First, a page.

00:32 GMT07 March 2021
Listen Live
    US
    Get short URL
    by
    6516
    Subscribe

    Earlier this week, the Democratic Congressional Campaign Committee defended its decision to hire Dyjuan Tatro, touting the 34-year-old former gang member as a current "national leader in the bipartisan movement to reform" the US criminal justice system.

    The gang "triggerman"-turned-Congressional Democratic adviser has scrapped his tweets lambasting President Joe Biden and VP Kamala Harris, The Washington Post (WaPo) reports.

    According to the newspaper, 34-year-old Dyjuan Tatro from the Democratic Congressional Campaign Committee (DCCC) lashed out at the very Democrats he is now working with in a series of now-deleted-tweets that were posted between 2019 and 2020. The DCCC and the White House have not commented on the matter yet.

    "I would like people like you to sit down & think about the harm Joe Biden & men like him have caused, orchestrated, and perpetuated in communities of colour. Joe Biden has hurt my community. I don't want Trump or Joe Biden to win", Tatro reportedly tweeted in May 2020.

    At the time, Senator Bernie Sanders had withdrawn from the 2020 Democratic presidential primary, and Biden became the party's presidential hopeful

    In April 2019, one day after Biden entered the presidential race, Tatro described the former US vice president as "an architect of mass incarceration".

    "What he helped build has ruined the lives of millions of Americans. Please don't overlook this aspect of his character", the newest DCCC employee tweeted back then, arguing in another tweet that "Biden's version of police reform: 'shoot 'em in the leg'".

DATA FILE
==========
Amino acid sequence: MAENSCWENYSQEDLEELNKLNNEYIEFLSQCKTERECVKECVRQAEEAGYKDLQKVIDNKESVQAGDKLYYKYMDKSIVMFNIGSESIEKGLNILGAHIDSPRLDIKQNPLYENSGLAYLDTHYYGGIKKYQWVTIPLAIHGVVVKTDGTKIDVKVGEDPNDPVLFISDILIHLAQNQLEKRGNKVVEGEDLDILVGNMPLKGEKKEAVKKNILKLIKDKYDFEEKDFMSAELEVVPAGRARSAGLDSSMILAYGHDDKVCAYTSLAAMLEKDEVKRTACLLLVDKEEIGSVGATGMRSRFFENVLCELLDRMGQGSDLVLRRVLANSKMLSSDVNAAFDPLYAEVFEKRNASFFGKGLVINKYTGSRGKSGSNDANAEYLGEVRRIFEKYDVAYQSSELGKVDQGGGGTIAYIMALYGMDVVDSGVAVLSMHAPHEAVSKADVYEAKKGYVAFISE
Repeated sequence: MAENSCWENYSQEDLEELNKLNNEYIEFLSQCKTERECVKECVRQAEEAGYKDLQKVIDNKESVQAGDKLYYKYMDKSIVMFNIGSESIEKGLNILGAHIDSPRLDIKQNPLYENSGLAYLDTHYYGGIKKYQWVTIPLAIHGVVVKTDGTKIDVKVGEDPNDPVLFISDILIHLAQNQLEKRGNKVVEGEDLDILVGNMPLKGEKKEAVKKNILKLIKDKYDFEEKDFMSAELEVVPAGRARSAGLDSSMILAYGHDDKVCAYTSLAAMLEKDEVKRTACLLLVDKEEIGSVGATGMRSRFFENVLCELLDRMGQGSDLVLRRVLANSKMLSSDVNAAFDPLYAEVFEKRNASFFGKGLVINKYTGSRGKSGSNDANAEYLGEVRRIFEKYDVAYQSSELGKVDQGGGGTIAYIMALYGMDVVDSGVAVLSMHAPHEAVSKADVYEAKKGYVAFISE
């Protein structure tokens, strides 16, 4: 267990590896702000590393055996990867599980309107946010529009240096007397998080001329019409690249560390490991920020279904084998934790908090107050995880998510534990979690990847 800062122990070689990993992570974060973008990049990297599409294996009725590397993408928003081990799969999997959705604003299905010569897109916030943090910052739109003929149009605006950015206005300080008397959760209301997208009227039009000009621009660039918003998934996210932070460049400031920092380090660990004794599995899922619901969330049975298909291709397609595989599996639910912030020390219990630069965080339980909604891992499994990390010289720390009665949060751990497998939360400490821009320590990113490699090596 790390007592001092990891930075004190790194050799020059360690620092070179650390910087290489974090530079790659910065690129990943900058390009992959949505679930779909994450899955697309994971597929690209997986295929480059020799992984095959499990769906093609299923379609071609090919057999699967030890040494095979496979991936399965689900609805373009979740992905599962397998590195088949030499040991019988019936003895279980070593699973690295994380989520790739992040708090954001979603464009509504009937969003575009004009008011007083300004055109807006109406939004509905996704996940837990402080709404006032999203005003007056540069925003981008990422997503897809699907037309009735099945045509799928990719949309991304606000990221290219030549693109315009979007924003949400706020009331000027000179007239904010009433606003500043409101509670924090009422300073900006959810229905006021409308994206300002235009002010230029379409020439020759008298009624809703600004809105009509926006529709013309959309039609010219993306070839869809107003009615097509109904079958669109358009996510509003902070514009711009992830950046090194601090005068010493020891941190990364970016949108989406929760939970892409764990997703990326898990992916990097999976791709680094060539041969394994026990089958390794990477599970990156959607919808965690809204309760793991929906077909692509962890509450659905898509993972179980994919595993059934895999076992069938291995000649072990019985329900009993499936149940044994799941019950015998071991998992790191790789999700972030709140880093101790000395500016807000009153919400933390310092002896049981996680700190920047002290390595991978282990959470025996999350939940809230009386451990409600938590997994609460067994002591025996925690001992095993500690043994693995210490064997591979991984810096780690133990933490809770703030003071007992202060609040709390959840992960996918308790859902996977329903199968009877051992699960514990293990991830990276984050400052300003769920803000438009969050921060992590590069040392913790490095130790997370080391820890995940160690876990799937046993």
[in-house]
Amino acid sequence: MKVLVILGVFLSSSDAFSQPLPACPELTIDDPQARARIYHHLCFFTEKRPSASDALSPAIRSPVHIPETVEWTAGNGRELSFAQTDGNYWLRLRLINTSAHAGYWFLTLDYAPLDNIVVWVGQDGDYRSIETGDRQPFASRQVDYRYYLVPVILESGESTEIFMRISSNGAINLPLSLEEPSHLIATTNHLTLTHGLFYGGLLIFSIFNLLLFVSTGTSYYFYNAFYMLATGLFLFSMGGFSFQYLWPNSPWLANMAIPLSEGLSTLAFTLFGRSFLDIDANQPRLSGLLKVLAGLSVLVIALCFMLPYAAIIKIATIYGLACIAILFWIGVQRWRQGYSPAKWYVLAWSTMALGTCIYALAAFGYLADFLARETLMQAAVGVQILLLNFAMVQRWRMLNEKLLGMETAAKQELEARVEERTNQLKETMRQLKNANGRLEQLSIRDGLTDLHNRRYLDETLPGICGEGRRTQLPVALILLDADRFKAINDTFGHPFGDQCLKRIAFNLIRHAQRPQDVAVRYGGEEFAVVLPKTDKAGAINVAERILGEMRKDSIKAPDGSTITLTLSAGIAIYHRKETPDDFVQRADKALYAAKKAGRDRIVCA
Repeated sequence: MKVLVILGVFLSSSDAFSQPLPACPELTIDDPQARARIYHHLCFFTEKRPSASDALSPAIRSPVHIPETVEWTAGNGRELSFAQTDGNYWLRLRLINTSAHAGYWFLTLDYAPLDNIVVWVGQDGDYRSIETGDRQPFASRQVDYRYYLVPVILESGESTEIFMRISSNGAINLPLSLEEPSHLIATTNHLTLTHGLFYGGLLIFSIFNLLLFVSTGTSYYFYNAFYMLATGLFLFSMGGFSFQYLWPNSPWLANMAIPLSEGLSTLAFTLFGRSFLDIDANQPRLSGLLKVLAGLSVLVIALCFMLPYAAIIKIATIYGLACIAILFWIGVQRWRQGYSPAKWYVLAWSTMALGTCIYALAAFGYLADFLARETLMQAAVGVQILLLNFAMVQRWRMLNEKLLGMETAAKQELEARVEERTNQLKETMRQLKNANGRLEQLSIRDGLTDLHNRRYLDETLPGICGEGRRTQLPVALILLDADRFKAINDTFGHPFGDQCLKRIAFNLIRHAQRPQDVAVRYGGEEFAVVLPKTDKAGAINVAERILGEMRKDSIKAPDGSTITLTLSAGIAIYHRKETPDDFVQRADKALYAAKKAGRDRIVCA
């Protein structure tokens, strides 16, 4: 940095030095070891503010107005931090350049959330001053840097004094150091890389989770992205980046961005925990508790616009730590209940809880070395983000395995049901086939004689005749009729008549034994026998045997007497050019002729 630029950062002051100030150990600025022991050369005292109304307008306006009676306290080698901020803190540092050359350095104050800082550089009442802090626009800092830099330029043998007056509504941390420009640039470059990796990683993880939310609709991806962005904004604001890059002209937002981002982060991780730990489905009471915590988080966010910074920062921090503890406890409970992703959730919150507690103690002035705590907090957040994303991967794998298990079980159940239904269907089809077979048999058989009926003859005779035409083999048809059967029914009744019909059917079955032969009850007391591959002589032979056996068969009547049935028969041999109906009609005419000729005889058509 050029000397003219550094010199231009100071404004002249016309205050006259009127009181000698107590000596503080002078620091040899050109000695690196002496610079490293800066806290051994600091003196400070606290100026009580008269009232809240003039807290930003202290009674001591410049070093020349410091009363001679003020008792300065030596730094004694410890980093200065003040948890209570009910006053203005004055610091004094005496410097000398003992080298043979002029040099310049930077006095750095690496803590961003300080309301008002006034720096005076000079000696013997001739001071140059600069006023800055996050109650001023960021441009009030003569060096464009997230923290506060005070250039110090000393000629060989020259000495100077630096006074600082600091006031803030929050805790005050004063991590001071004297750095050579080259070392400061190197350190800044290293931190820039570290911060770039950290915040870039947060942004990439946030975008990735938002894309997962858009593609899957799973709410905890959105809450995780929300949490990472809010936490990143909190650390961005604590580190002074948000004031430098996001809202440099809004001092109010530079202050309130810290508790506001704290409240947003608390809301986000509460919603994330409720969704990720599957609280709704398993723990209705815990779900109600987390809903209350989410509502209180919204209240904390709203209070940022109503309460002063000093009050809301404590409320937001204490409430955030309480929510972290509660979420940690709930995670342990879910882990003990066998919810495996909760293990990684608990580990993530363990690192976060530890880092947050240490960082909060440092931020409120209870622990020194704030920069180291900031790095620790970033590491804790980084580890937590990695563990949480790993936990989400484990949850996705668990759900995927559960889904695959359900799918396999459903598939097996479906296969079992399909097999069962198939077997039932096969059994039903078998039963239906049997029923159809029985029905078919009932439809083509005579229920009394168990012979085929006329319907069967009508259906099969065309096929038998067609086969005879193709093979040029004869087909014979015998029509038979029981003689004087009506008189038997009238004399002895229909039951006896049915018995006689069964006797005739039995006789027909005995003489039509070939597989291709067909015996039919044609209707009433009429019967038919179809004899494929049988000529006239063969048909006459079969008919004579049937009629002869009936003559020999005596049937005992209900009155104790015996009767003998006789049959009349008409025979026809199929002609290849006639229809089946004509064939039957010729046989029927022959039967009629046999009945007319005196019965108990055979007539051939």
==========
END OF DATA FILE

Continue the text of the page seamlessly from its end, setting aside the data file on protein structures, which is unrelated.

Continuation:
The ex-gang member also did not mince words when giving his thoughts about then-Senate Judiciary Committee member Kamala Harris in a July 2019 tweet.

    Sen. Kamala Harris, D-Calif., speaks to members of the media at her alma mater, Howard University, Monday, Jan. 21, 2019 in Washington, following her announcement earlier in the morning that she will run for president
    © AP Photo / Manuel Balce Ceneta
    Sen. Kamala Harris, D-Calif., speaks to members of the media at her alma mater, Howard University, Monday, Jan. 21, 2019 in Washington, following her announcement earlier in the morning that she will run for president

    "I'm really tired of Black men saying Kamala Harris was only doing her job as a prosecutor while she waged war on black and brown bodies because that's the same line police use when they murder unarmed Black men. This is a really sh—y dichotomy", Tatro asserted.

    The WaPo report comes a week after the DCCC tapped the former gangster as the committee's senior adviser for diversity and inclusion. A DCCC spokesman defended the move in an interview with the New York Post, describing Tatro as "a formerly incarcerated person who has worked hard to change the trajectory of his life through education and service to his community".

    "He has served his time for the crimes he committed and is now a national leader in the bipartisan movement to reform our criminal justice system and bring meaningful improvements to the education system in American prisons", the spokesman added.

    Tatro, in turn, said that he was "honoured" to join the DCCC to work on a raft of issues "at the nexus of politics, diversity, and equity & inclusion".

    The 34-year-old was released from federal prison in October 2017 but remains on parole in New York for drug and assault convictions, according to a database by the state's Department of Corrections and Community Supervision.

    In December 2010, Tatro admitted to attempted murder, assault, running guns for fellow Original Gangsta Killas gang members from out-of-state sources, as well as distributing crack cocaine.

    Related:

    'Is She Really in Charge Now?': Netizens Puzzled as VP Harris Takes Foreign Calls on Behalf of Biden
    Biden-Harris Inauguration Day: Swearing-in Ceremony for US President and Vice President
    Broken Traditions: How Biden-Harris Inauguration Compared to Past US Ceremonies
    Community standardsDiscussion